Members · Prefs · Laboratory · Collections · Openings · Endgames · Sacrifices · History · Search Kibitzing · Kibitzer's Café · Chessforums · Tournament Index · Players · Kibitzing
Alexander Grischuk vs Gata Kamsky
Istanbul Olympiad (2012), Istanbul TUR, rd 9, Sep-06
Alekhine Defense: Modern. Larsen Variation Miles Line (B04)  ·  0-1



Click Here to play Guess-the-Move
Given 10 times; par: 117 [what's this?]

explore this opening
find similar games 28 more Grischuk/Kamsky games
PGN: download | view | print Help: general | java-troubleshooting

TIP: To flip the board (so black is on the bottom) press the "I" key on your keyboard.

PGN Viewer:  What is this?
For help with this chess viewer, please see the Olga Chess Viewer Quickstart Guide.

Kibitzer's Corner
Sep-06-12  LoveThatJoker: I enjoyed watching this game live on Chess TV.

Stockfish says that GM Grischuk could have held the game had he opted for <61. Rf8+> or <61. Rd8>, as opposed to the actually played 61. Re7.

61. Rf8+ (61. Rd8 leads to the same) 61...Ke4 62. Rb8 Bd4 63. Ke1 Bf2+ 64. Kd1 Kd3 65. Rb3+ Kc4 66. Rf3 Bd4 67. Rh3 Rb2 68. Ke1 and a draw is on the cards.


Sep-06-12  BUNA: <LoveThatJoker> It's probably difficult to hold such a position playing on increments.

Earlier this position arose:

click for larger view

Grischuk could have played
44.Rb6 Rxb6
45.Bxb6 Kd5
46.Ke3 Lg5+

click for larger view

I wonder if that was the better solution.

Anyway. After Grischuk's (decisive) error 47.Ke2? (Kc4!) Kamsky showed his class.

Sep-06-12  Marmot PFL: 3 moves draw here: 61 Rf8+, 61 Rd8 (stops Rd2+) and 61 Rh8 with the idea 61...Rd2+ 62 Ke1 Rd7 and either 63 Rh3+ or Rh2 to stop Bf2+
Sep-06-12  LoveThatJoker: <BUNA> I appreciate you mentioning my name and kudos on you for saying stuff about practical Chess - I too am a huge proponent of that - but I was just making a small note on Stockfish's preferred 61st move for purely didactic reasons.

Furthermore, it should be clear from my note that my respect for GM Grischuk's playing ability is extremely high.


Sep-06-12  nasher: Does anyone know why Grischuck took so long to make his 14th move Ne2 ? If I am not mistaken, I think it took over 45 minutes.
Sep-06-12  fetonzio: it's awesome when it comes down to a position philidor solved 300 years ago!
Premium Chessgames Member
  eternaloptimist: Nice win by GM Kamsky over GM Grischuk! Go USA!
Premium Chessgames Member
  Eyal: <BUNA: After Grischuk's (decisive) error 47.Ke2? (Kc4!) Kamsky showed his class.>

Well, considering the way in which the game developed I wouldn’t call it the decisive error, since until move 61 Grischuk had a draw in hand, as was already pointed out. 47.Ke2 does seem to lead to a forced win by Black if he plays "simply" 48...Rxh2 (instead of Kd5) – e.g. 49.Kg1 Rh3 50.Rh6 (50.Rb7 Bd4+ 51.Kg2 h4) 50...Kf7 (threatening Kg7 & Be5) 51.Rh7+ Kg6 52.Rb7 h4 53.Rb6 Rxg3+ 54.Bxg3 hxg3; I wonder what made Kamsky reject this move.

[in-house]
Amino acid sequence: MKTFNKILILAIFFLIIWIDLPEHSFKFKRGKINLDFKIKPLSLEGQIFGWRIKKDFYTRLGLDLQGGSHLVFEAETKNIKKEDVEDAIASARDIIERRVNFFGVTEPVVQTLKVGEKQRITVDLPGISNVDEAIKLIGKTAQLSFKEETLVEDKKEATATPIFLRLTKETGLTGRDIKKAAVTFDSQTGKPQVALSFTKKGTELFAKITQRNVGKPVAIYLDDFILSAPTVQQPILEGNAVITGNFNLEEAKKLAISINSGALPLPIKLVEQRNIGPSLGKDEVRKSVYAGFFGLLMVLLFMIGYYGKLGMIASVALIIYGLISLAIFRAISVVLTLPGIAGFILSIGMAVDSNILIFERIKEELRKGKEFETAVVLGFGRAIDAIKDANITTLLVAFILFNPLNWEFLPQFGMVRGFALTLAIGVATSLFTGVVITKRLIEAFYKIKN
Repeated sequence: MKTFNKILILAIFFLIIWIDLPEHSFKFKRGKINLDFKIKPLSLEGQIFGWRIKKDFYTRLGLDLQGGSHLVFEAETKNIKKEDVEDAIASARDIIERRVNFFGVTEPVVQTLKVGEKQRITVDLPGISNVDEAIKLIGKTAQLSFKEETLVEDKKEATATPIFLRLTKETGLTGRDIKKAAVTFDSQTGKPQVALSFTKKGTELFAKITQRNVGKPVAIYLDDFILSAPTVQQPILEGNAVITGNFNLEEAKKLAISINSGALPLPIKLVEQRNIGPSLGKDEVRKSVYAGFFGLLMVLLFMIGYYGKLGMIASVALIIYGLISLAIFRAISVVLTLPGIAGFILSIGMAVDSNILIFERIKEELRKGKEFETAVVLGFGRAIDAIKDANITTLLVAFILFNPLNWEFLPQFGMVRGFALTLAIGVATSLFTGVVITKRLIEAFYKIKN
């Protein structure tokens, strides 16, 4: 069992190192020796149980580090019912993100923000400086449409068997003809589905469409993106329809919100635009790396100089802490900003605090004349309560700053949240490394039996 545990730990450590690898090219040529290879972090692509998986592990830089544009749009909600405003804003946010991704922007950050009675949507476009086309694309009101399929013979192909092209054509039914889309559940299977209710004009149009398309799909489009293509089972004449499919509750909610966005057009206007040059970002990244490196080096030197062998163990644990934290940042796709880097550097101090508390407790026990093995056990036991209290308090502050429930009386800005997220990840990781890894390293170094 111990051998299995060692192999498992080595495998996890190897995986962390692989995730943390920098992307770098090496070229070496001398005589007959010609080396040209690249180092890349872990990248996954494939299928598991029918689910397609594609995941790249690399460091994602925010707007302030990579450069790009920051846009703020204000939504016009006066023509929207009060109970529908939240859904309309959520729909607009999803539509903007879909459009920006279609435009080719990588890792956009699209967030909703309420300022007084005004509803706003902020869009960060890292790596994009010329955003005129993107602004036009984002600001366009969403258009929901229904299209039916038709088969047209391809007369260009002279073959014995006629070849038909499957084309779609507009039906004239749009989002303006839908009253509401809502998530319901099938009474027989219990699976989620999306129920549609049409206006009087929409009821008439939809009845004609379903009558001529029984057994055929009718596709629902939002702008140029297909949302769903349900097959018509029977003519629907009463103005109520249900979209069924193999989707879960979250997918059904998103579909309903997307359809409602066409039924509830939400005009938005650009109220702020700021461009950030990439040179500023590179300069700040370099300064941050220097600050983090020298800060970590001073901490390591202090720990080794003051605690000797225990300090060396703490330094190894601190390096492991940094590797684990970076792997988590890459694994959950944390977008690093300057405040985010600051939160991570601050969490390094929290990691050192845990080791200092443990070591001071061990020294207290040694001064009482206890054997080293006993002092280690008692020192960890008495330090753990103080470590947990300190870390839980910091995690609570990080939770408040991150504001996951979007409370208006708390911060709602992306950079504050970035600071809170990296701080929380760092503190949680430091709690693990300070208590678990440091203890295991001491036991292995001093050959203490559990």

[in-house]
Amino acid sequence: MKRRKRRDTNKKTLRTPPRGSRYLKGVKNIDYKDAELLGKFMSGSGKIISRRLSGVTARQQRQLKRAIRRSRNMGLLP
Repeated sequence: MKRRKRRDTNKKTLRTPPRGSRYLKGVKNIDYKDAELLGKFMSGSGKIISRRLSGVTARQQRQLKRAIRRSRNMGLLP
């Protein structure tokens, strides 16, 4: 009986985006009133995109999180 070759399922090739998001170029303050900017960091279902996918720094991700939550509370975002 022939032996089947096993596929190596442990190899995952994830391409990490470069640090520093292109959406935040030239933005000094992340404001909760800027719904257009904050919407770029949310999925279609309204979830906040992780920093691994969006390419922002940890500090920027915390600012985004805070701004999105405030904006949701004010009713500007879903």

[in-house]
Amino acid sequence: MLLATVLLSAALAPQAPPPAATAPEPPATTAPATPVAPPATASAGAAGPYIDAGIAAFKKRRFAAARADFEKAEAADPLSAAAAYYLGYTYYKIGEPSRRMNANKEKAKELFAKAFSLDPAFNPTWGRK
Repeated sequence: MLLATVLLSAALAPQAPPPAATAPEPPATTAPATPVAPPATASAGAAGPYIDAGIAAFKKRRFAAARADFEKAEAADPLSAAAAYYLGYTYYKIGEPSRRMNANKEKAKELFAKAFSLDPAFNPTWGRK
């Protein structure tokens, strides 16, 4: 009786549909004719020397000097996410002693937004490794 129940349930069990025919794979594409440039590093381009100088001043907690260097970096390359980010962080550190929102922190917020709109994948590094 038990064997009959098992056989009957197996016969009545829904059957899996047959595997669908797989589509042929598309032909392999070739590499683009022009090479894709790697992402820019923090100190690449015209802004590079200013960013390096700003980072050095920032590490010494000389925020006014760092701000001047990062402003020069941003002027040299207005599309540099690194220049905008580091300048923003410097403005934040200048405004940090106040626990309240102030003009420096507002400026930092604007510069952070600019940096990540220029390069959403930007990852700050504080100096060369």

Premium Chessgames Member
  HeMateMe: I wonder if Kamsky still wins if he plays 48...RxP, the pawn on h7? That would give him a 3-1 pawn edge, same color Bishops.

However, he found the ending of R + B against R, and knew it was a forced win.

Sep-07-12  zealouspawn: With this win and Nakamura's win over Kramnik, the Americans hand team Russia their first loss in the Olympiads! Go USA!
Premium Chessgames Member
  Eyal: <HeMateMe: However, he [Kamsky] found the ending of R + B against R, and knew it was a forced win.>

It's not a forced win, as was already pointed out here - Grischuk blundered on move 61. Btw, even the R+B vs. R ending itself isn't forced. An alternative way for White to draw is 55.Ke1, and now 55...Bf2+ 56.Kd1 Bxg3 57.Bxg3 Kg4 can lead either to R vs. B with 58.Rxf5 Kxf5, or to a drawn rook endgame with 58.Rh8 R/Kxg3 59.Ke1.

Premium Chessgames Member
  Eyal: Since Kamsky spent a lot of time on his 50th move, after 50.h3, it's possible that he when he played 48...Kd5(?) he had the false impression that it's forcing a mating net, and then realized that it doesn't. And/or he may have rejected 48...Rxh2 because of 49.Kg1 Rh3 50.Kg2 h4 51.Rh6! Kf7 52.Rh5! which apparently leads only to a draw, missing 50...Be5! (or simply didn't like his rook being "trapped" on h3 on principle).
Premium Chessgames Member
  Eyal: <Does anyone know why Grischuck took so long to make his 14th move Ne2 ? If I am not mistaken, I think it took over 45 minutes.>

Grischuk so often spends an inordinate amount of time on certain moves early in the game, that the answer to this question probably belongs more to psychology than to chess proper...